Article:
Alternative to typedef?

This is a discussion on Alternative to typedef? within the C++ Programming forums, part of the General Programming Boards category; Hey everyone, I have a problem. This is what I'm trying to do (but a lot simplified): Code: int a; ...

  1. #1
    Carnivore ('-'v) Hunter2's Avatar
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    Unhappy Alternative to typedef?

    Hey everyone, I have a problem. This is what I'm trying to do (but a lot simplified):
    Code:
    int a;
    //stuff
    void myFunction()
    {
         if(a == 1)
              typedef char data_type;
         else if(a == 2)
              typedef short data_type;
         else
              typedef long data_type;
    }
    
    void function2()
    {
         data_type* x = (data_type*)myData; //myData is a void*
         //do stuff with x
    }
    that's the basic idea of what I want to do, but this won't work since typedef can't be used inside a function's definition. Is there any alternative way to achieve the same purpose? (function2 is always called after myFunction)
    Just Google It. √

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  2. #2
    Programming Sex-God Polymorphic OOP's Avatar
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    typedefs DO work in functions.
    Last edited by Polymorphic OOP; 01-05-2003 at 06:01 PM.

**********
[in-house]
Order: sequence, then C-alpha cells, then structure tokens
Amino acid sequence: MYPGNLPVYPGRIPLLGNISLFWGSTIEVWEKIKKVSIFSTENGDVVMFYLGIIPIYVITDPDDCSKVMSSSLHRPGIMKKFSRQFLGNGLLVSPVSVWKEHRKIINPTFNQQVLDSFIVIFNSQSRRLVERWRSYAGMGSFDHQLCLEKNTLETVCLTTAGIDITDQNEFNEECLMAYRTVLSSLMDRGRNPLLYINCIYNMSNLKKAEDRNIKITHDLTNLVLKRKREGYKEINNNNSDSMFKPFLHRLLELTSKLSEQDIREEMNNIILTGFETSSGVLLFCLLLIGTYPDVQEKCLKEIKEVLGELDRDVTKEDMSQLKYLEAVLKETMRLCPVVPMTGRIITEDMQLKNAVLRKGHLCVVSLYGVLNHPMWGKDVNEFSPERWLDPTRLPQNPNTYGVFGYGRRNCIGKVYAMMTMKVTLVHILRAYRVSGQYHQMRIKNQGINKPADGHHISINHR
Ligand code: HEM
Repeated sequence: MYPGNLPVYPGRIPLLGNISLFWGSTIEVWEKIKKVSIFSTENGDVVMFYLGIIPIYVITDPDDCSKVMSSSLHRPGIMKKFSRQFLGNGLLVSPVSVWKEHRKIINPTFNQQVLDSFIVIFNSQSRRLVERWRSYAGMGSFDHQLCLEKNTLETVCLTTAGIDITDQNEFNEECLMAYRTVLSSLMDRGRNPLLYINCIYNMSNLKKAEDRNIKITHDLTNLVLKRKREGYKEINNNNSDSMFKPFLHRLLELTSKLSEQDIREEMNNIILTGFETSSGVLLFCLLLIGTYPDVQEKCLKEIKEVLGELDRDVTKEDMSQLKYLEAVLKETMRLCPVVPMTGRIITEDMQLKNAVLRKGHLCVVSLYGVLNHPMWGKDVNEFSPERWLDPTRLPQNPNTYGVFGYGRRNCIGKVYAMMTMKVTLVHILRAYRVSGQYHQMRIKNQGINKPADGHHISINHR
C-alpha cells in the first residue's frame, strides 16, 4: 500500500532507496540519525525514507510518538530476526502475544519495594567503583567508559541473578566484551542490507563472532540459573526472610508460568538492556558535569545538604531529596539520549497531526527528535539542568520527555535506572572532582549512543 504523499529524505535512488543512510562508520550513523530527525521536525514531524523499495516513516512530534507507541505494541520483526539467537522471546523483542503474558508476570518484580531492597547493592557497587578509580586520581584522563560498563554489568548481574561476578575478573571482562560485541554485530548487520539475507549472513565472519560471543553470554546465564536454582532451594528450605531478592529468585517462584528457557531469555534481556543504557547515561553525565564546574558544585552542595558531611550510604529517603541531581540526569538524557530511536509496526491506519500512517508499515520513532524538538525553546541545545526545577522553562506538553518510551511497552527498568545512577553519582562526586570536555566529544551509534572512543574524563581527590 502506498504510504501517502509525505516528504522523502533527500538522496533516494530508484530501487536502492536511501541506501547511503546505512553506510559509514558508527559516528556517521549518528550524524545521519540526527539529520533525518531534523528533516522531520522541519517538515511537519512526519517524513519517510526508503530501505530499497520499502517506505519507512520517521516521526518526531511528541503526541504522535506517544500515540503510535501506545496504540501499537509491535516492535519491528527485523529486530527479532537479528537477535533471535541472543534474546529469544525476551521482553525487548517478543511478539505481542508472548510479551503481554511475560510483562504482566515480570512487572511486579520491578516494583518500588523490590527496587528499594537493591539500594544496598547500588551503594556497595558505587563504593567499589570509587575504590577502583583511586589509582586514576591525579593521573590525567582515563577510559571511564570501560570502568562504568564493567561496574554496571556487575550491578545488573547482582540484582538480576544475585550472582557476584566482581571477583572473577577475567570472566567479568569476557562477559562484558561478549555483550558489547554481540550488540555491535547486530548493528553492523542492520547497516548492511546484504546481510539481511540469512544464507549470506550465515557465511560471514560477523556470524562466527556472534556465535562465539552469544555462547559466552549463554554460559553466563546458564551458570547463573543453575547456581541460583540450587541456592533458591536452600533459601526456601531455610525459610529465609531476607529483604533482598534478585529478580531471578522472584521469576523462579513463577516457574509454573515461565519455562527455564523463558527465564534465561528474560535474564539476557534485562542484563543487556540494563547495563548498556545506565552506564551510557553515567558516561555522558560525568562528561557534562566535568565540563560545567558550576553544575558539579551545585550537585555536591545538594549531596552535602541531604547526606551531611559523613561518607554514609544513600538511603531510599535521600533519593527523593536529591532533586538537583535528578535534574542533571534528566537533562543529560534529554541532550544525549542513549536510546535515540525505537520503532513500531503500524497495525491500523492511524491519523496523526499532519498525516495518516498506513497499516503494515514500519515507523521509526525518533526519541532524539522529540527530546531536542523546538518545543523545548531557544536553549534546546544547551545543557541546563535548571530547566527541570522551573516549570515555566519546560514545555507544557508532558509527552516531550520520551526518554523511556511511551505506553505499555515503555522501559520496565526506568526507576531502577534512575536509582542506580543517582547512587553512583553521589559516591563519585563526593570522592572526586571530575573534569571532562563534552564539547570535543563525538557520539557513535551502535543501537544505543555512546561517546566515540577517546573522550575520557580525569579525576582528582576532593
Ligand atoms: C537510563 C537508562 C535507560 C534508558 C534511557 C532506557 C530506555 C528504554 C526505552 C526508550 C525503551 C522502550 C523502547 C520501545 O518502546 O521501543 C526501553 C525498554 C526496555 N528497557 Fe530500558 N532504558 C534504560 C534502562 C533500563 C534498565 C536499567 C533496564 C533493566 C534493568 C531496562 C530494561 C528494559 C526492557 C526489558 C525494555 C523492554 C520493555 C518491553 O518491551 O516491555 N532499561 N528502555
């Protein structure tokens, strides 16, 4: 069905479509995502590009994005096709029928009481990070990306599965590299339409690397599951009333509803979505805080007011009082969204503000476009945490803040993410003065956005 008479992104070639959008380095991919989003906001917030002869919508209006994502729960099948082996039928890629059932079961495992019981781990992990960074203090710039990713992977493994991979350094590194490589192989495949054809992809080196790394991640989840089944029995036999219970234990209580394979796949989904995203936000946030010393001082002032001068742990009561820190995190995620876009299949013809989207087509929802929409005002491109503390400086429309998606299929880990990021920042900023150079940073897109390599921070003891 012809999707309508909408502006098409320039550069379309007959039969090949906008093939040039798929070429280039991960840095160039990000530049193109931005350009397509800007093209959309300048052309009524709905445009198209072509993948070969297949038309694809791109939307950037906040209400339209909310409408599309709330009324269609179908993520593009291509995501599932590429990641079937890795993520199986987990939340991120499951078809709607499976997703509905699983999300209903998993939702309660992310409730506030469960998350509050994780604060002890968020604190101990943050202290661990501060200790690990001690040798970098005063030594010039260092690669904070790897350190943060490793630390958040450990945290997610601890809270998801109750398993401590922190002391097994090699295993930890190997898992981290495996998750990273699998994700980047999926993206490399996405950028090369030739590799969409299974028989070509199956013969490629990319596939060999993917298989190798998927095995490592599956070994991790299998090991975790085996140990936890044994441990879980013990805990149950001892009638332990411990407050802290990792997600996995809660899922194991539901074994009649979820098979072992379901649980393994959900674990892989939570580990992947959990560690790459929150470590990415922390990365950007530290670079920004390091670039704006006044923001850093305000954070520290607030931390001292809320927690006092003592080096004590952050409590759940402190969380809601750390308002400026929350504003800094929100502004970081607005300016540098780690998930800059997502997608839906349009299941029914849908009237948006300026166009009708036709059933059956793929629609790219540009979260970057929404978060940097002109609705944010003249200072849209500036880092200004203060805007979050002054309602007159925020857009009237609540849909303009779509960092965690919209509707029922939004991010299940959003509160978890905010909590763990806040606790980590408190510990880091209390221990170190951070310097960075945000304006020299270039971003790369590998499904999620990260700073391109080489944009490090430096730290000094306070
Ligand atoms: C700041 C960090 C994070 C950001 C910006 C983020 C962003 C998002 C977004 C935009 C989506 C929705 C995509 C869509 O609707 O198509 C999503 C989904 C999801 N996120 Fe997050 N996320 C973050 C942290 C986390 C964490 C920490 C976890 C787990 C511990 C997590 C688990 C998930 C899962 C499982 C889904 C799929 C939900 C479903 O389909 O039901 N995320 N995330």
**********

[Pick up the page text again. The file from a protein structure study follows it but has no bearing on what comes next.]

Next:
3. #3
    Carnivore ('-'v) Hunter2's Avatar
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    Really? But off the MSDN library on my comp, it says:
    You cannot use the typedef specifier inside a function definition.
    Is there some hidden meaning I'm missing?
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  4. #4
    Programming Sex-God Polymorphic OOP's Avatar
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    if you declare a typedef inside a function it's going to only be local to that function

    EDIT: also, since your typedef's are in the if blocks, they are only valid from WITHIN those if blocks. Besides, typedefs are compile-time, not runtime, which is a point that I think you are missing.

  5. #5
    Carnivore ('-'v) Hunter2's Avatar
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    oh... I see. But is there any way to achieve a similar effect with what I intended to happen actually happening? (i.e. so I won't have to do the if/else-ing in function2, which gets called several hundred times more frequently than myFunction does )